Wind Quintet in A Major, Opus 43 FS100

CARL NIELSEN
Born June 9, 1865, Nørre Lyndelse, Denmark
Died October 2, 1931, Copenhagen

Carl Nielsen made his living to the age of forty as a violinist, but he had a particular affection for wind instruments. He learned to play cornet, signal horn, and trombone as a boy, and for several years he was a member of a military band. Later he composed a good deal for wind instruments, including the present quintet and distinguished concertos for flute and for clarinet.

Nielsen began his Wind Quintet in 1921 while at work on his conflicted and brutal Fifth Symphony, which critics have inevitably understood as a reaction to World War I. The need to relax while writing the intense symphony may have been one of the motivations for writing the gentle Wind Quintet. Another was hearing the Copenhagen Wind Quintet perform Mozart–Nielsen became good friends with those players and wished to write for them. This friendship inevitably affected the music he composed, since he wrote for the individual players as well as for their instruments. This was also a period when Nielsen was becoming interested in the sound and unique identity of individual instruments. While at work on his Sixth Symphony several years later, Nielsen made a remark about his use of instruments in the symphony that applies just as accurately to the Wind Quintet: “each instrument is like a person who sleeps, whom I have to wake to life.”

The quintet is in three movements. The genial Allegro ben moderato is built on two contrasted ideas: the bassoon’s lyric opening melody and a chattering second theme, full of leaps and grace notes. The second movement is classical in shape, if not in all its details–it is a minuet-and-trio with an eight-bar coda. Much of this movement is given to smaller instrumental combinations: clarinet and bassoon share the opening of the minuet, while flute, oboe, and clarinet launch the trio.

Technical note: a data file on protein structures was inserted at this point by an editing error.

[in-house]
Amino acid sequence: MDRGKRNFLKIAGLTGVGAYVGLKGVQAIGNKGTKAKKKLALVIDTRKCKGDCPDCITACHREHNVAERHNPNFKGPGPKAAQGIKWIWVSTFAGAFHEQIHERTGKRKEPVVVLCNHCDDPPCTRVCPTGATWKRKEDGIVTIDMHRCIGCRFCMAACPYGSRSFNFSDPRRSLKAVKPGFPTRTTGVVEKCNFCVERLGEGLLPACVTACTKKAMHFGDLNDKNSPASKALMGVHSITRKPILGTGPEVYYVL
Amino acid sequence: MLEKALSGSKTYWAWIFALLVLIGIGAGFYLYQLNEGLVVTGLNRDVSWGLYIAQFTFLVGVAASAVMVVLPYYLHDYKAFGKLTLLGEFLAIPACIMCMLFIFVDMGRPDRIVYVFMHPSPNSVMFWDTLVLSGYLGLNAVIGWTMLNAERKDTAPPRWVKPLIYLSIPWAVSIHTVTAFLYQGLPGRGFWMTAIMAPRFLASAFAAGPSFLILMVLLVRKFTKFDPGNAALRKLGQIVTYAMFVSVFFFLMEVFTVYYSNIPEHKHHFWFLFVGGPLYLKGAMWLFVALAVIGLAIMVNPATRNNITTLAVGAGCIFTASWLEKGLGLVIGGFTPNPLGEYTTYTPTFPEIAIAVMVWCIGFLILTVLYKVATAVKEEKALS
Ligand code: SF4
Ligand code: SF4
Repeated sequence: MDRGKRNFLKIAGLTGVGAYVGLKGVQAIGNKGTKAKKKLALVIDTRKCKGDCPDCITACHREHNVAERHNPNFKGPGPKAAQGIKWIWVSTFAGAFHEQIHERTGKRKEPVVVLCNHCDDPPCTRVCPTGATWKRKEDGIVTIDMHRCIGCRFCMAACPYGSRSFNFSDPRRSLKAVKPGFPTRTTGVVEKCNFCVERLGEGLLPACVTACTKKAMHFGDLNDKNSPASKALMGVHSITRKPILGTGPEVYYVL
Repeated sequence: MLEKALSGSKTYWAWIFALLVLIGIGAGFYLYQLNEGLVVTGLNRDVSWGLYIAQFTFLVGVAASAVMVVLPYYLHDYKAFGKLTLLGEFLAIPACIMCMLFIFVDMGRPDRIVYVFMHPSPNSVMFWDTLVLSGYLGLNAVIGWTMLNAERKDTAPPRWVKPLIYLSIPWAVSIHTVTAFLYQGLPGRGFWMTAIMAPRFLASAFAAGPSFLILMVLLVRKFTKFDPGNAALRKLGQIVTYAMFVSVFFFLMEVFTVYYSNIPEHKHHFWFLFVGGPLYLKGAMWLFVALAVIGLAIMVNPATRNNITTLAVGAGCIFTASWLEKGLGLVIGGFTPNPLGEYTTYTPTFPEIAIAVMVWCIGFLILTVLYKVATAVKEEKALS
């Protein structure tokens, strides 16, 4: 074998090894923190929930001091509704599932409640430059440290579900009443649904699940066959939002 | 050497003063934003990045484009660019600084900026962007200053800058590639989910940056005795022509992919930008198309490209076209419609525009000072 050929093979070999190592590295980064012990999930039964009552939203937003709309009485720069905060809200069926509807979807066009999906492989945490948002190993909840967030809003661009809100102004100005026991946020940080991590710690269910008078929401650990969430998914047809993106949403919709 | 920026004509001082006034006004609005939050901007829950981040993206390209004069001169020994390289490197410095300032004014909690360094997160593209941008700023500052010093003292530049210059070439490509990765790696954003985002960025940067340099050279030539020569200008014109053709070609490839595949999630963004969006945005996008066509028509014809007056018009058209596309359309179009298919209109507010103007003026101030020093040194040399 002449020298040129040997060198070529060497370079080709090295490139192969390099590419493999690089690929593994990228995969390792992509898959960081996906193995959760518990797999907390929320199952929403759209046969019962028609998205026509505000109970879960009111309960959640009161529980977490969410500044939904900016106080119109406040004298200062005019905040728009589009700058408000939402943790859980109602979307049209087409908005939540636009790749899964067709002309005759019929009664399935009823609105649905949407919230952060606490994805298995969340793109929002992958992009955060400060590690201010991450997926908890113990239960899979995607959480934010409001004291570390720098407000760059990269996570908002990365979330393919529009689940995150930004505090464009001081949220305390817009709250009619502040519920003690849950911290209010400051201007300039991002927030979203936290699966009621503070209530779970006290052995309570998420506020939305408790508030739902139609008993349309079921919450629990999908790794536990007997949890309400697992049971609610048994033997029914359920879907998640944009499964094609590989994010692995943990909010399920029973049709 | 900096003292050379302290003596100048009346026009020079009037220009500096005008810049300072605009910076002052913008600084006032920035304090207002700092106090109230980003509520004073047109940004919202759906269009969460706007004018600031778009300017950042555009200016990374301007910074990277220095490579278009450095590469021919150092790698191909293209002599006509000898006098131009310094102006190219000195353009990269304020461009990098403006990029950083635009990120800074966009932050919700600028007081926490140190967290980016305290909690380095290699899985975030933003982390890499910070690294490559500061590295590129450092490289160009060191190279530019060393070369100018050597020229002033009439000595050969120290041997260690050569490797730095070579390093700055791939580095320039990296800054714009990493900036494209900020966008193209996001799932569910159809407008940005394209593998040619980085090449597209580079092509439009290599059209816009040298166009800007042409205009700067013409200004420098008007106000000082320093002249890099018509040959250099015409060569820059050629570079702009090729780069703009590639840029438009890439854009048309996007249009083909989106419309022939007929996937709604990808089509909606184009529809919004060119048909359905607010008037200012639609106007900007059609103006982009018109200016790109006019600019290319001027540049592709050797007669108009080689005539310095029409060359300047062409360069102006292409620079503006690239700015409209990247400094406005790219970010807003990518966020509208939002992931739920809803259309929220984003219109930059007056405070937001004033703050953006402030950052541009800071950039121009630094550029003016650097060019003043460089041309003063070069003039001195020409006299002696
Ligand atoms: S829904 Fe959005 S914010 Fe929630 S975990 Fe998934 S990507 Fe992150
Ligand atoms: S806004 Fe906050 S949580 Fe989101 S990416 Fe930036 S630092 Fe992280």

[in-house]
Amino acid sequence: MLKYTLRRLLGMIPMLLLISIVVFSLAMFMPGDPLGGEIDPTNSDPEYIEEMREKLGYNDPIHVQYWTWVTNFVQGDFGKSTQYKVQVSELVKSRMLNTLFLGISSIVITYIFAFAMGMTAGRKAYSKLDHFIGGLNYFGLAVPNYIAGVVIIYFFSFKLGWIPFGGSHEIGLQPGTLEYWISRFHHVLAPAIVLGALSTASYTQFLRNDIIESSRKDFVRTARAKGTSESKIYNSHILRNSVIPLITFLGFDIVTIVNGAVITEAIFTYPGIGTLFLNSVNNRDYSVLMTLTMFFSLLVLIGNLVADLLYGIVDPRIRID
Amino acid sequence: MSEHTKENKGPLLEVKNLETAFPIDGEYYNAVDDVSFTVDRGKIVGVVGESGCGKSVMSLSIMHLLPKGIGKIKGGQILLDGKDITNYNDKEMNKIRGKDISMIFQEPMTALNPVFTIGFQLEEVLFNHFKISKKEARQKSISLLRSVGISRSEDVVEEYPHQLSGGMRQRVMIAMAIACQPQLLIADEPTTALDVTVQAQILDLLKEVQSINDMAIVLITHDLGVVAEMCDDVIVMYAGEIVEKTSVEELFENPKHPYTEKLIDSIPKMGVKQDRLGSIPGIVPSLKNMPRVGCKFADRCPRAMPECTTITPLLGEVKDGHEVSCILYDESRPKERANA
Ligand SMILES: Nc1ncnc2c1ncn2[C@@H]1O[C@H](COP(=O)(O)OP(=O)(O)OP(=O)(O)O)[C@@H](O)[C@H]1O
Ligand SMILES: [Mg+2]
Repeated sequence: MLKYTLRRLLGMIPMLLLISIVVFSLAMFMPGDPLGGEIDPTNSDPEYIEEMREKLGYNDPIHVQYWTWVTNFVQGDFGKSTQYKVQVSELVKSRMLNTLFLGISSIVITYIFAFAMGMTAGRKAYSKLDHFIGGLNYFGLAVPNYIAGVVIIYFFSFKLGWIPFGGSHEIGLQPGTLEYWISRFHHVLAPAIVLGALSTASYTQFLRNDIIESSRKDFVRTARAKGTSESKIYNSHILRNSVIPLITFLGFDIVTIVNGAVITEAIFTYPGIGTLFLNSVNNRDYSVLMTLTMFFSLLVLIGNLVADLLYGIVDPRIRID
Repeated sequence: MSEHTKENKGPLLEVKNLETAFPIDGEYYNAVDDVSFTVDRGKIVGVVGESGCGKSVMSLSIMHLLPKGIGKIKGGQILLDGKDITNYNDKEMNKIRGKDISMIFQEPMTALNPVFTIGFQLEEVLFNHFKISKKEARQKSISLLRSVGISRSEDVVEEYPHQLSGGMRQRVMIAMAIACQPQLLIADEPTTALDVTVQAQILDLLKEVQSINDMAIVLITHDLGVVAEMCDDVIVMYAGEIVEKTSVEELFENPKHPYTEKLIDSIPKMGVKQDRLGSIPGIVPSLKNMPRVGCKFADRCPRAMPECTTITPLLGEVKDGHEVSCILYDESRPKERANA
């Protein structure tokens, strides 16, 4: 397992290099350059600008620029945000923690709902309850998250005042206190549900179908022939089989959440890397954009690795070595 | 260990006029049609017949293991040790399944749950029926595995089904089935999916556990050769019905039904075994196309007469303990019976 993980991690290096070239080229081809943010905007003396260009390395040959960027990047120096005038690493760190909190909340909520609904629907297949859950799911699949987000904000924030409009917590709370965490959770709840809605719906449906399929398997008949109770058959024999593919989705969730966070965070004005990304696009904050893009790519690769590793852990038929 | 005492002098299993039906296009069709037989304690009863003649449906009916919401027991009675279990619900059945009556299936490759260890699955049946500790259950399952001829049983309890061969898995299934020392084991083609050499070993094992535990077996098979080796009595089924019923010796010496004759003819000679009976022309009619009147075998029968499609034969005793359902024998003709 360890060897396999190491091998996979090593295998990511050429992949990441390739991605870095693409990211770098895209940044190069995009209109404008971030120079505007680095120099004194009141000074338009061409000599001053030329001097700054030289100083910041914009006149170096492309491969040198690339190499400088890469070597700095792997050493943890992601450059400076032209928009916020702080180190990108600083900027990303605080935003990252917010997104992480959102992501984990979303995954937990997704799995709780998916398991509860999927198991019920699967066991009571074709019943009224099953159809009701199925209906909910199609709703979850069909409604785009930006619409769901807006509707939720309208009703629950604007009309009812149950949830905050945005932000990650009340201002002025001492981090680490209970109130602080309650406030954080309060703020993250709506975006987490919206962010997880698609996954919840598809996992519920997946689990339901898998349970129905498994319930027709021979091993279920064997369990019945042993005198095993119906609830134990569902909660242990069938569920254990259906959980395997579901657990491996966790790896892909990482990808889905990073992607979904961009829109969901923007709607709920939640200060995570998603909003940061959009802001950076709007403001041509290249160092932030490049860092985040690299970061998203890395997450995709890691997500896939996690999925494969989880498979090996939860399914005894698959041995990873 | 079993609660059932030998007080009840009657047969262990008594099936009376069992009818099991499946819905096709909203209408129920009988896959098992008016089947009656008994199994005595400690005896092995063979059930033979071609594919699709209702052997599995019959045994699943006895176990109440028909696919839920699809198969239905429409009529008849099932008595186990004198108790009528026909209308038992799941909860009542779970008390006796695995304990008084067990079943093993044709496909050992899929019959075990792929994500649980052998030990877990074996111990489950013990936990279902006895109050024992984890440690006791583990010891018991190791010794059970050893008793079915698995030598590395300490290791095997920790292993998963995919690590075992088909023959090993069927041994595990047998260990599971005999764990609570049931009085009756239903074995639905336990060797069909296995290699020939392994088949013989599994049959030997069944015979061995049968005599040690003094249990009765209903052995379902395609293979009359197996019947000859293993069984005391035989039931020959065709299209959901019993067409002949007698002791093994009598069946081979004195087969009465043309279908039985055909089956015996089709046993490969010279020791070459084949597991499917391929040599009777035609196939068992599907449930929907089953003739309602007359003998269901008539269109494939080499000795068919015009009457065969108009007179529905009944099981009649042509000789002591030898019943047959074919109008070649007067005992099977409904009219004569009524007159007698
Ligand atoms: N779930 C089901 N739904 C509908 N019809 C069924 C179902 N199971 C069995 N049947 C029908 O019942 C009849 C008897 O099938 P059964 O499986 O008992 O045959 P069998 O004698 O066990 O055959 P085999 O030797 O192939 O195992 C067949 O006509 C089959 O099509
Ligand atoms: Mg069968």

Most memorable of the movements is the finale, which is longer than the first two movements combined. It opens with an ornate Praeludium (marked Adagio) for which the oboist switches to English horn. The main body of the movement, however, is a theme, eleven variations, and brief finale. The theme is Nielsen’s own–he took this poised and noble chorale tune from his “My Jesus, make my heart to love Thee” from his Hymns and Sacred Songs of 1912-16. The variations are concise, imaginative, and often witty: the fifth is a comic duet for clarinet and bassoon, the seventh is for bassoon solo, the ninth for horn solo, and the final variation is a little march. The movement concludes with a restatement of the choral tune, now re-barred in 4/4 (the original statement was in 3/4), and this finale, marked Andantino festivo, drives the quintet to a firm close.

Nielsen completed the Wind Quintet in April 1922, three months after the première of the Fifth Symphony. Its sunny spirits belie the increasingly serious condition of the composer’s health–a few weeks later he was confined to bed with angina pectoris, and the remaining nine years of his life were clouded by heart trouble. The first performance of the Wind Quintet was given by the Copenhagen Wind Quintet on October 9, 1922.

Six Metamorphoses for Solo Oboe, Opus 49

BENJAMIN BRITTEN
Born November 22, 1913, Lowestoft